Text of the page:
If you've ever had sugar cravings so bad that you sold scrap metal to make money for a box of Nerds, dude, what is wrong with you? For most people, itching for the next sugar fix, and the sense of euphoria you feel after indulging in your sweet of choice, seems strikingly similar to an addict scoring another high.
It's not your fault; there have been plenty of studies comparing sugar's effects on the brain to those of drugs. Plus, eating more sugar leads to more sugar cravings, creating a downward spiral like the kind that lands people in rehab.
As it turns out, the notion of a sugar addiction is a tad dramatic. Sure, it's a great tool for selling the latest diet book or promoting a new nutrition craze, but the scientific evidence of an actual dependency on sugar is limited, according to new findings. "We find little evidence to support sugar addiction in humans," the neuroscientists from the University of Cambridge wrote. Sorry, chocoholics.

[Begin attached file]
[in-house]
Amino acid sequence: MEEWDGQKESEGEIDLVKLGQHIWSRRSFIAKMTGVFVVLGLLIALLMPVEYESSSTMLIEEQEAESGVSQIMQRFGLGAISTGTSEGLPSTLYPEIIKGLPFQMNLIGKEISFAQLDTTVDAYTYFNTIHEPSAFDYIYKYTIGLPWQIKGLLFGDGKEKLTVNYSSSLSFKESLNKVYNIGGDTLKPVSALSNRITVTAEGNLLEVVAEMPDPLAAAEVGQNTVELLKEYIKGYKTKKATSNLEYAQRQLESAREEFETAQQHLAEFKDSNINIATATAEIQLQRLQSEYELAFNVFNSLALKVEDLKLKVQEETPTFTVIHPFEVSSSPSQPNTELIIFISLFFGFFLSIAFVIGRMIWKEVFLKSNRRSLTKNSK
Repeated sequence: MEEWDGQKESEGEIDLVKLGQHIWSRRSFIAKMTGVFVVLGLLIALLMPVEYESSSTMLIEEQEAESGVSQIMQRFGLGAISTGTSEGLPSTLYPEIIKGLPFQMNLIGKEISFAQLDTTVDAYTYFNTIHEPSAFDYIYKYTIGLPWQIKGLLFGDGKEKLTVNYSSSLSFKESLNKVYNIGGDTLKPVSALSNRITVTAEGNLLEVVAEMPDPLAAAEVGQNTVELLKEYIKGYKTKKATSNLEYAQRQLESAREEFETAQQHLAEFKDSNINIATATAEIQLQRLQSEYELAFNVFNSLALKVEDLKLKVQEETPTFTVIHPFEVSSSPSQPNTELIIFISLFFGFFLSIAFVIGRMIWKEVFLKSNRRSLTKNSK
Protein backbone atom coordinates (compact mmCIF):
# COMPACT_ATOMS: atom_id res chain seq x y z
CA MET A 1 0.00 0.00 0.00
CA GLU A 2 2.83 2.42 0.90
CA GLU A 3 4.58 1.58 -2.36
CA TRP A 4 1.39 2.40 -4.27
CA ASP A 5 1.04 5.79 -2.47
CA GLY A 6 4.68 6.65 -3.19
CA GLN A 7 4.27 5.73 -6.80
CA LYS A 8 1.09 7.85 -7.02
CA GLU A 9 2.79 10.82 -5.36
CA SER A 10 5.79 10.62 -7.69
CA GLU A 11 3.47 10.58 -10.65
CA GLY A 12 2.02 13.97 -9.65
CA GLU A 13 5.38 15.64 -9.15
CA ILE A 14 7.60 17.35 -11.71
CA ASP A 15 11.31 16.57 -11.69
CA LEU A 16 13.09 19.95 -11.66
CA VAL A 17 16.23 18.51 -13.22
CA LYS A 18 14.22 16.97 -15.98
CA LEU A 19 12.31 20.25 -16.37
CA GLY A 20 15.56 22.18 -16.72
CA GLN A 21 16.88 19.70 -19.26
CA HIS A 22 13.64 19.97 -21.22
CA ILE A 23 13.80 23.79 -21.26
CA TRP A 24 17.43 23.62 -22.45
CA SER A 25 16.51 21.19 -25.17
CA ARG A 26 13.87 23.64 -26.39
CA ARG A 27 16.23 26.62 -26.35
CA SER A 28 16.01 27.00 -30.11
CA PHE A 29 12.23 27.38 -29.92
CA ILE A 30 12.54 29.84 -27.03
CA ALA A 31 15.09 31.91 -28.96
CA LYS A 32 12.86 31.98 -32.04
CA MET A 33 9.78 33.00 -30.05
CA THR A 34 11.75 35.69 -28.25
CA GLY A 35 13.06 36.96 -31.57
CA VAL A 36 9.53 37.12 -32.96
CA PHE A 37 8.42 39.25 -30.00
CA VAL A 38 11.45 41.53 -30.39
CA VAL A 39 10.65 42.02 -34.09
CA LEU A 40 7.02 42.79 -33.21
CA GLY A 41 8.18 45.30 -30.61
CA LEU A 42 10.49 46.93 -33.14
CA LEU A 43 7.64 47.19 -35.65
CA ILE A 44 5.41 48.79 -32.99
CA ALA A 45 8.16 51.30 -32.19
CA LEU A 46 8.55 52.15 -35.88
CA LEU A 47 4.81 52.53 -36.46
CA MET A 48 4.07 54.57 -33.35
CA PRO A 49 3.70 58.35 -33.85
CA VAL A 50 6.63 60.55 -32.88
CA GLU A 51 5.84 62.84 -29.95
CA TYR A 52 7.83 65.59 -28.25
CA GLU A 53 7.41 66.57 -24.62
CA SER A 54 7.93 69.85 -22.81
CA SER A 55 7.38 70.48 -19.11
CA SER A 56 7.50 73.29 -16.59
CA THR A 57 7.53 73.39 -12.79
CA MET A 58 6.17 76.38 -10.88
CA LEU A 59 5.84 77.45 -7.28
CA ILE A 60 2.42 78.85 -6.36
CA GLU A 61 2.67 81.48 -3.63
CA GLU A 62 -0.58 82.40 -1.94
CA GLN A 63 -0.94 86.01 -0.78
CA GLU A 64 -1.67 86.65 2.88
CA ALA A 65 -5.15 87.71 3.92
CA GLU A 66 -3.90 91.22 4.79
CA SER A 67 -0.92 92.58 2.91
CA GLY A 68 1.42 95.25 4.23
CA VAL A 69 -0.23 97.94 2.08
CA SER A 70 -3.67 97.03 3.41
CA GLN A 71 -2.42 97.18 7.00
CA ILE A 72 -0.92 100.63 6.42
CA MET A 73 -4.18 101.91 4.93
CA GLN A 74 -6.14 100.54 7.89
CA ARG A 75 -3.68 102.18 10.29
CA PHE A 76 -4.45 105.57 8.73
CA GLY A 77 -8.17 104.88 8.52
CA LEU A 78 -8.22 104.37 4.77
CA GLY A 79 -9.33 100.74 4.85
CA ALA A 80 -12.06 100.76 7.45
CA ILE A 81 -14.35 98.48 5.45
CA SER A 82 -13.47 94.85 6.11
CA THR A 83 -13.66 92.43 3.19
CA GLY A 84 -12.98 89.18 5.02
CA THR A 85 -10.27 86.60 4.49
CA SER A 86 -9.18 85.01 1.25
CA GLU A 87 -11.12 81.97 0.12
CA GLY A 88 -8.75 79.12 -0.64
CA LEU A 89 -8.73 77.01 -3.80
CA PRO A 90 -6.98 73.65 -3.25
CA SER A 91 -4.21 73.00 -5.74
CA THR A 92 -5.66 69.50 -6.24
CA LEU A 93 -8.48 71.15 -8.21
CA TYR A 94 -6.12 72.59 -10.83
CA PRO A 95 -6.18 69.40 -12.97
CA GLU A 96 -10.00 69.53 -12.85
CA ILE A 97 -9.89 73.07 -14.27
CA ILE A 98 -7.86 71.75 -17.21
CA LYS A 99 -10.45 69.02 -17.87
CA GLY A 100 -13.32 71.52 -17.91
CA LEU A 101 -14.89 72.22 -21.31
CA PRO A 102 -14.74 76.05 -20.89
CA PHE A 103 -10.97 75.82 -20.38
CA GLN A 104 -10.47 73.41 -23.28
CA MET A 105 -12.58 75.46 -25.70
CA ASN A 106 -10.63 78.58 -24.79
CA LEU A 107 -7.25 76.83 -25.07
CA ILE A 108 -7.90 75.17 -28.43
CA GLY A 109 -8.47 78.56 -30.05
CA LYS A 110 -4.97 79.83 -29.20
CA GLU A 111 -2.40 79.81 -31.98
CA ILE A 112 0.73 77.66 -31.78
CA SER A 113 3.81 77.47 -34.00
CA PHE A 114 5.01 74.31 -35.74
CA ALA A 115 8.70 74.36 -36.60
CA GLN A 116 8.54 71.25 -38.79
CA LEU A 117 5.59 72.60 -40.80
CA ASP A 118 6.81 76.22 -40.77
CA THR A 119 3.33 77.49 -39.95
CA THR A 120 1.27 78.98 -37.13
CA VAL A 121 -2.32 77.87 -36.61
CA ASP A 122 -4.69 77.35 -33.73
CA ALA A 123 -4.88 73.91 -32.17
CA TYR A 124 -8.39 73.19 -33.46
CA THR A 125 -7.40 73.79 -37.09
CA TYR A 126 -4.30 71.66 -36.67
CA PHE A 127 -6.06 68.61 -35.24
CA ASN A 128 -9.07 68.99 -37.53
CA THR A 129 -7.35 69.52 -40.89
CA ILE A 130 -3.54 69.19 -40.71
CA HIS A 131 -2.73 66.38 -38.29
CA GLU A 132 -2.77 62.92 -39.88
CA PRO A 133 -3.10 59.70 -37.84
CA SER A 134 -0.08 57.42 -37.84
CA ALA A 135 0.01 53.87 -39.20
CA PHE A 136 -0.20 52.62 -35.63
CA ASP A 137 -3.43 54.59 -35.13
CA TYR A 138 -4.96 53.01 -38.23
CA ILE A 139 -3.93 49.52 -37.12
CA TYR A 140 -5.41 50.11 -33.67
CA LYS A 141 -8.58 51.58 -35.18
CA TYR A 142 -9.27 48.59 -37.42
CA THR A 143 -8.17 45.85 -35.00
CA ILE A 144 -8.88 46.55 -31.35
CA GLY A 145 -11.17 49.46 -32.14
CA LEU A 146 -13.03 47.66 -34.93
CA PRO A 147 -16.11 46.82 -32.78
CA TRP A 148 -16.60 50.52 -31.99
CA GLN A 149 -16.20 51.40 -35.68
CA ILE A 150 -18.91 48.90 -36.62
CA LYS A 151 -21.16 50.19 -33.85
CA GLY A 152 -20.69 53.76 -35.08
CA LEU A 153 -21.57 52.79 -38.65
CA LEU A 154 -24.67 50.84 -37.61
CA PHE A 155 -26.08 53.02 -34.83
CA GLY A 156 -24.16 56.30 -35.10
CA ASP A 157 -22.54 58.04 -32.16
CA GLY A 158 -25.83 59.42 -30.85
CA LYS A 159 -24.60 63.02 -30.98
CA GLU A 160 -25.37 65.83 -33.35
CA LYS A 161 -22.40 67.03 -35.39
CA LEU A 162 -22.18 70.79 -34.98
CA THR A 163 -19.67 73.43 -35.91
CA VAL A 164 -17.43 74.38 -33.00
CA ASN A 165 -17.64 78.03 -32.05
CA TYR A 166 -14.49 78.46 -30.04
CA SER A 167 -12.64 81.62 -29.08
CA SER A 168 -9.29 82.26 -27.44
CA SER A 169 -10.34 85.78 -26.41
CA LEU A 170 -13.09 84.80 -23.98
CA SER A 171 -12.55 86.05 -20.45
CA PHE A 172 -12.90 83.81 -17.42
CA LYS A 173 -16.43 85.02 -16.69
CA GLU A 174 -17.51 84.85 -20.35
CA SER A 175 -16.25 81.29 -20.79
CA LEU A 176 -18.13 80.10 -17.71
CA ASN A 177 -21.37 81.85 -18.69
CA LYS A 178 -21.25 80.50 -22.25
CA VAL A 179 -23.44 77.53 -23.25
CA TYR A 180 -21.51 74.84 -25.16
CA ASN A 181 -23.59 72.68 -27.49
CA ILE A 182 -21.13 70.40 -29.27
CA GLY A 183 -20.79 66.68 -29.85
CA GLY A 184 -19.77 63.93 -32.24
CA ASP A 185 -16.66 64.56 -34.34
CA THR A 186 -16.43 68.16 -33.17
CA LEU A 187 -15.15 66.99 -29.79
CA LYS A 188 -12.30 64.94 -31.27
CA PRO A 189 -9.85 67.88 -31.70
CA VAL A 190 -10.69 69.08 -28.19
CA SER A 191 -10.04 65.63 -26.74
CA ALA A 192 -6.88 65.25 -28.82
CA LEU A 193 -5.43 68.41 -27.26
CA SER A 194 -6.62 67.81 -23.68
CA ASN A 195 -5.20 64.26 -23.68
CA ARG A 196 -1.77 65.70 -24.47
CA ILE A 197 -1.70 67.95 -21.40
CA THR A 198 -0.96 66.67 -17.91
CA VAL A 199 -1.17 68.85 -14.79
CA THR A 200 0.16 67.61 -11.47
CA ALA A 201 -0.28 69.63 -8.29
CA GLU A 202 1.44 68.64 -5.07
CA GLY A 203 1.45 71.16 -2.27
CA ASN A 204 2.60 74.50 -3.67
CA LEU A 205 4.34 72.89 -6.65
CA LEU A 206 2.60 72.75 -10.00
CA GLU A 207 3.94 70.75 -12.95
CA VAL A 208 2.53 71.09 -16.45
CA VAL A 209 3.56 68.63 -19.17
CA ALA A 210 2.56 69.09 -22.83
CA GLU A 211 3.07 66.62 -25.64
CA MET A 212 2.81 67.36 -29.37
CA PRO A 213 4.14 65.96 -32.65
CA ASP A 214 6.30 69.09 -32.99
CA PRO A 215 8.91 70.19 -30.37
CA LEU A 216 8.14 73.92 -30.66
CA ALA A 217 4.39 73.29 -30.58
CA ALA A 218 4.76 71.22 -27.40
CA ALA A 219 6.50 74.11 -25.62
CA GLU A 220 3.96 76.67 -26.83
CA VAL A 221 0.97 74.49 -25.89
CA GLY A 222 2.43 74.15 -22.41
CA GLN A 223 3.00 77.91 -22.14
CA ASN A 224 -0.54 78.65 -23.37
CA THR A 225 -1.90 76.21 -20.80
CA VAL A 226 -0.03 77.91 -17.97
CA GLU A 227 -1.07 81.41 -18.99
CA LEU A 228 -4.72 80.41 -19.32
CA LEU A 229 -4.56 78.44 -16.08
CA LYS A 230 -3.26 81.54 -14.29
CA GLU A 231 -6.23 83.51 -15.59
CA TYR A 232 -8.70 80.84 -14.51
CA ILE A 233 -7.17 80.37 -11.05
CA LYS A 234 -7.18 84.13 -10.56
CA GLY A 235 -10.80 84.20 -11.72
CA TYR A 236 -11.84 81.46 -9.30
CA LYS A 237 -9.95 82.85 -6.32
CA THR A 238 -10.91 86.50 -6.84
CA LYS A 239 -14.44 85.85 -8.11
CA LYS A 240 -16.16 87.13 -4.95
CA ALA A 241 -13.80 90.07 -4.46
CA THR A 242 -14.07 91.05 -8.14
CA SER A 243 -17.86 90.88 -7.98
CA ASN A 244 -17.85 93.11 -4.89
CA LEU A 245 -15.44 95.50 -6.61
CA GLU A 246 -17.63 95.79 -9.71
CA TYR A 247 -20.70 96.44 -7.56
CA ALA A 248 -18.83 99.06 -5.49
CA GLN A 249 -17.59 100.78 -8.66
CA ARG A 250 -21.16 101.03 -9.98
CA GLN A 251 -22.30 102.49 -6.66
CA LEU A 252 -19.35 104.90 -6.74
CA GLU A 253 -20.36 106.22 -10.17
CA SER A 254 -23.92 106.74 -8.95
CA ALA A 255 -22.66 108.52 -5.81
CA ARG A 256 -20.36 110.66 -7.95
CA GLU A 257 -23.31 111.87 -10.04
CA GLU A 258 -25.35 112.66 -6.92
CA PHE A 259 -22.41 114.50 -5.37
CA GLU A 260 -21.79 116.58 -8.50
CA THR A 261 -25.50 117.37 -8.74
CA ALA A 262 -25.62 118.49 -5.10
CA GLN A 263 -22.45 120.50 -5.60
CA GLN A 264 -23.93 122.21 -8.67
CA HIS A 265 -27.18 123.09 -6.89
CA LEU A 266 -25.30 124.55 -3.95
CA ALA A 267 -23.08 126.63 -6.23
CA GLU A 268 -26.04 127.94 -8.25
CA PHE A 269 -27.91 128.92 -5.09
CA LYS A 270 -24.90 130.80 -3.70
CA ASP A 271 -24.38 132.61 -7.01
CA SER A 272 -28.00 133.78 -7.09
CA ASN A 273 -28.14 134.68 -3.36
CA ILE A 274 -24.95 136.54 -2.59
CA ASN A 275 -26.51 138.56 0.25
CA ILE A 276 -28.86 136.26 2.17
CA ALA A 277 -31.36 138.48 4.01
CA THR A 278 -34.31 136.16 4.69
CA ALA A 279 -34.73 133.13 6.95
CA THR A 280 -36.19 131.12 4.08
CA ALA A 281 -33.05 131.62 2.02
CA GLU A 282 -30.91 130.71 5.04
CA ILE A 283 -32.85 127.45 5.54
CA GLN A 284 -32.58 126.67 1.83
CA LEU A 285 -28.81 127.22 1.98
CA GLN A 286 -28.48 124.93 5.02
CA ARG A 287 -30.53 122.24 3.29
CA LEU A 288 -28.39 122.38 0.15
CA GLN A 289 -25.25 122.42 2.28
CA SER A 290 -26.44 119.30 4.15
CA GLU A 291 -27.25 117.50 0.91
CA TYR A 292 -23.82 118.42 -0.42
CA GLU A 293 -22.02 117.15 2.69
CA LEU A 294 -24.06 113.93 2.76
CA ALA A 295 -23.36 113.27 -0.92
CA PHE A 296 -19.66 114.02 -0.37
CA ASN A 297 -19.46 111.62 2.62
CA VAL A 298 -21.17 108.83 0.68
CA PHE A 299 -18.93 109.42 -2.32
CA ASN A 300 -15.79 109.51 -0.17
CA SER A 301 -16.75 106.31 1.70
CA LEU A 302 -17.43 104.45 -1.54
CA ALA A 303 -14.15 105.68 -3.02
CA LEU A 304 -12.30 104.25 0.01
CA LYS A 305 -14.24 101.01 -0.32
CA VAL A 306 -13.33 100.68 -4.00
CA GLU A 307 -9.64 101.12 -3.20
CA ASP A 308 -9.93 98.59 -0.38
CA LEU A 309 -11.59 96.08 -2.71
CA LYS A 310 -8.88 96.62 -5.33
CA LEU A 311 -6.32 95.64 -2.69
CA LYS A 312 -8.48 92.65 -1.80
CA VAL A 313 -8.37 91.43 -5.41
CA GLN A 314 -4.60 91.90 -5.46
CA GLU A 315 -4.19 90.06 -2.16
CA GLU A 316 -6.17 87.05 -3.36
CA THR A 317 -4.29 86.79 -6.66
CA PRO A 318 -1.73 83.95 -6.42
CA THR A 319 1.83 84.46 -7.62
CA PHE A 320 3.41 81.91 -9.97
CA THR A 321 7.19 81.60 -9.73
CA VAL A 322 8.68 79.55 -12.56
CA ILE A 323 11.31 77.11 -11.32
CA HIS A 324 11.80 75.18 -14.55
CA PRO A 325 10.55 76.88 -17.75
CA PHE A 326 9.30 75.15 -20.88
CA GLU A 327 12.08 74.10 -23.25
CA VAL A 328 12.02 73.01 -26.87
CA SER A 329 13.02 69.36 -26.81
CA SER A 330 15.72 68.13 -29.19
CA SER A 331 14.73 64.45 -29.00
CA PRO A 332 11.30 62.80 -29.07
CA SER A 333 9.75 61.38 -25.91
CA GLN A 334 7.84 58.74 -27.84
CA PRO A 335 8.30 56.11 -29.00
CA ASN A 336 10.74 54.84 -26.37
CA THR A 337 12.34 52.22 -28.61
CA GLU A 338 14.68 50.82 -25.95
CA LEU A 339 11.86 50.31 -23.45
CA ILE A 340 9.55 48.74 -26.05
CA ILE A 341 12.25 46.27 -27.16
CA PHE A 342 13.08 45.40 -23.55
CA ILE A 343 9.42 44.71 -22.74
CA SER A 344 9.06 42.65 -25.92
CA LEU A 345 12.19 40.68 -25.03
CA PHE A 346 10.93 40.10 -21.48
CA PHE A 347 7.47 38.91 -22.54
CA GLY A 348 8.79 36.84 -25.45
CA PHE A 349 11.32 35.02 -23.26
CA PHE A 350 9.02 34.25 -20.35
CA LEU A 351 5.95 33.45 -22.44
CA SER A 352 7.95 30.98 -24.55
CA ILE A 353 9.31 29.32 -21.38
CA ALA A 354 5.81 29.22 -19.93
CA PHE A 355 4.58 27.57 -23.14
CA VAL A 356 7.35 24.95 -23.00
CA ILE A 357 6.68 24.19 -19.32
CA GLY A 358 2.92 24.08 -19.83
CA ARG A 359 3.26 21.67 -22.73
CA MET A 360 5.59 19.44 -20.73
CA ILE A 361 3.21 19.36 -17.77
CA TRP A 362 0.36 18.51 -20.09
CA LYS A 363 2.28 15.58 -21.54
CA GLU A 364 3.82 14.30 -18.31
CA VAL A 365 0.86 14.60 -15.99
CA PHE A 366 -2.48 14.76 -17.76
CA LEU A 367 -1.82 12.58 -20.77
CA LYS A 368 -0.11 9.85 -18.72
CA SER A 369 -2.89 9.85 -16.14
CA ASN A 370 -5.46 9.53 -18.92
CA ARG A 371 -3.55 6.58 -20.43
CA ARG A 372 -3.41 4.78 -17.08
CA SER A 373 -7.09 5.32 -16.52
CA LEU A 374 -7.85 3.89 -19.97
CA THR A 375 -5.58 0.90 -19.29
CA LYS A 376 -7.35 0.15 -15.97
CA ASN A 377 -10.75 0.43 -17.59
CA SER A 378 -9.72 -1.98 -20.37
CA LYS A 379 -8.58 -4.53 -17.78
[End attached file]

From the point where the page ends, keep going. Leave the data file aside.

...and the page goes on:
Previous studies looked at rodents instead of humans
Welp, if you thought you needed a doctorate in neuroscience to point out some obvious logical flaws, you were off by a mile. The team of scientists came to their conclusion after reviewing previous studies on sugar addiction, and finding some red flags. A big one was that most of these studies looked at rodents instead of humans. Even if rats love pizza as much as people, the similarities in brain function aren't strong enough to base our responses to sugar on theirs. They're a good starting point, being mammals and all, but yeah: rats do not equal humans.